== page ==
A story without a hero
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The Gospels show Jesus as prophet, teacher, and miracle worker. But most intriguingly, they depict him as a storyteller--one who could not only draw a crowd but keep it riveted.
By etymology, a parable is literally "a throwing beside," a composite of the Greek para- ("alongside") and bole ("a throwing, casting, a beam, a ray"). These short-short narratives are often underestimated as simple, one-point "messages" designed to teach some truth. In Jesus' version of the form, however, they are much trickier (as are those of Kierkegaard and Kafka long after him). The story he throws is often a curveball--more an enigma than an illustration, a problem to be puzzled over rather than a moral to be learned. His parables often leave the listener with interpretive work to be done, even if occasionally the Gospel writers will have Jesus offer an interpretation that instead brings closure.
Most exciting of the lot are the unadorned, unexplained parables that offer a glimpse of God's Kingdom--one-liners that, like Zen koans, seem meant deliberately to puzzle or confuse. How, precisely, is God's reign "like treasure hidden in a field, which someone found and hid; then in his joy he goes and sells all that he has and buys that field"? (Matt. 13:44) Isn't this at best shady business?
Others are also brief but more fleshed out, stories that often work against received wisdom, propriety, and even justice. Latecomers to the vineyard receive the same wages as those who have worked in the sun for an entire day; unjust judges and wily stewards become exemplars (but of what?). Such stories seem determined both to mystify and to disturb the peace.
A case in point is the parable in this week's Gospel reading about the rich man who discovers that his wealth is being mismanaged by a "squandering" manager. When the steward is fired, he quickly considers his options. He's not going to soil his hands or ruin his image by going around begging. Instead, he'll make deals with his boss's debtors in order to ingratiate himself with them: "people will welcome me into their homes." Still having access to his boss's funds, he cuts one debt by a third, another by half.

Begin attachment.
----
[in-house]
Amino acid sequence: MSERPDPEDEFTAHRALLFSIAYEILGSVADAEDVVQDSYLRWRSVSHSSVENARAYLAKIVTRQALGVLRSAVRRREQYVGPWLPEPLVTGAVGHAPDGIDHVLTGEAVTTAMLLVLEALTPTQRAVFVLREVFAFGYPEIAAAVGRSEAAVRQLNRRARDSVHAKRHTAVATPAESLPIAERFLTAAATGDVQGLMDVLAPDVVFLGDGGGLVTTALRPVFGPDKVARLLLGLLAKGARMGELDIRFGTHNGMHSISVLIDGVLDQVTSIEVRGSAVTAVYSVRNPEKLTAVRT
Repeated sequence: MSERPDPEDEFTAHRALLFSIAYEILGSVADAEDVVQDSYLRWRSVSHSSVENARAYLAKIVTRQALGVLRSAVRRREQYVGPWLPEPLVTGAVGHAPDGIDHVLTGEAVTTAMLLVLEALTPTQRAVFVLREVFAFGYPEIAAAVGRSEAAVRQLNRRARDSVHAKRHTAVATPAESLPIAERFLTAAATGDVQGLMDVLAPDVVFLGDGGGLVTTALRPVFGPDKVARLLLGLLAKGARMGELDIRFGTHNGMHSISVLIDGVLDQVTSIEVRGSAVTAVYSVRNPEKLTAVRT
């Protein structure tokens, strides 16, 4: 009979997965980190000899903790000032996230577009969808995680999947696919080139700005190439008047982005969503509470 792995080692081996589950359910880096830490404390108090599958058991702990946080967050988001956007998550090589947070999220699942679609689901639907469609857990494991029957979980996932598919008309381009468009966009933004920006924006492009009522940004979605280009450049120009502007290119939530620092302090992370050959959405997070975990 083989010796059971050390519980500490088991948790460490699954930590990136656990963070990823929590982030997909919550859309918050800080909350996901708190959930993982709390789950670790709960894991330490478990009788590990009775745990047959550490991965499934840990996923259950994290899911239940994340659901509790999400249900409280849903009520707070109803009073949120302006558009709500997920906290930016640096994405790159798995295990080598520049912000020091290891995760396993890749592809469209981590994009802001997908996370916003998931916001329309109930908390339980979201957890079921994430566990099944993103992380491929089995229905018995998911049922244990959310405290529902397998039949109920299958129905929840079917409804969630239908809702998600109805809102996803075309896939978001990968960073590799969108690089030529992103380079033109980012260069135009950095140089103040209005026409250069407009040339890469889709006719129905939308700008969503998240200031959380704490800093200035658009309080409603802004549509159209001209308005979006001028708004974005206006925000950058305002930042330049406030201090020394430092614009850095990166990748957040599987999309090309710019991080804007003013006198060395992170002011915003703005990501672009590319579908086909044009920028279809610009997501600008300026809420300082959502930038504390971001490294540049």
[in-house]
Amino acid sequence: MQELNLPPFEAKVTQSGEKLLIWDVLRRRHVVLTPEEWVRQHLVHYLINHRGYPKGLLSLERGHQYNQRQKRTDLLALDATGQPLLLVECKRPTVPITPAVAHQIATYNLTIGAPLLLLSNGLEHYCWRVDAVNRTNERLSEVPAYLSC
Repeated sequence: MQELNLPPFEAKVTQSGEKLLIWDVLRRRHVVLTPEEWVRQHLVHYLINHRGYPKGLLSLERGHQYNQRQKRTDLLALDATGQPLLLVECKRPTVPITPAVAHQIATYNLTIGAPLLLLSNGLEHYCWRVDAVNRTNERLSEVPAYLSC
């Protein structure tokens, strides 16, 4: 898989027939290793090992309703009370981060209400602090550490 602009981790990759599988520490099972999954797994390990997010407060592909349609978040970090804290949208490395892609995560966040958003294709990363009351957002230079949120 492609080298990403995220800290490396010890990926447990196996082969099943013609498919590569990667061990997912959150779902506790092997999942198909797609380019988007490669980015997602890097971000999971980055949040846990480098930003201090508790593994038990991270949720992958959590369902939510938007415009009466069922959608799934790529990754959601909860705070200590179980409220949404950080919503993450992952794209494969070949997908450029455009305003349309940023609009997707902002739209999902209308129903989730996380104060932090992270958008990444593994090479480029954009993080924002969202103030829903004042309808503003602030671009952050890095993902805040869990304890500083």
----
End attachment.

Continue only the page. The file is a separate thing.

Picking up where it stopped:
Astonishingly, the rich man commends the crook for "act[ing] shrewdly." Why? Does he simply admire the man's moxie?
One hopes in vain for Jesus to end with an explanation of what he means by this parable. Instead he offers puzzling suggestions that the "children of light" have much to learn from the shrewdness of the "children of this age"; that dishonesty in small matters (like "dishonest wealth") reflects badly on one's ability to handle the riches of the kingdom; that one cannot both "serve God and wealth," even though this is precisely what everyone ends up doing.
To quote the Apostle Paul, "What then shall we say to this?" Doing my best with this passage I am left with a disarming story about people who have only one thing in common: a preoccupation with the "wealth" we used to call "Mammon." The rich man has so much of it that he can afford to admire a petty crook's shrewdness at his own expense. The wily manager turns everything to his advantage, going from potential ruin to making friends and influencing people. And the rich man's debtors profit from the manager's mismanagement of the boss's resources. No one comes off looking very good.
The world of the parable is much like the world in which we live. Of such is the kingdom of earth, governed by the "children of this age," where dishonest wealth is more often than not the coin of the realm and "true riches" extraordinarily difficult to believe in let alone to find.
Maybe the point of this short story, then, doesn't have to be the clear takeaway I want; maybe its presentation of our malady serves Jesus' purpose. I'm haunted by what the rich man says at the beginning of the tale: "What is this I hear about you? Give me an account of your management." Maybe that's the question and the command we need to hear.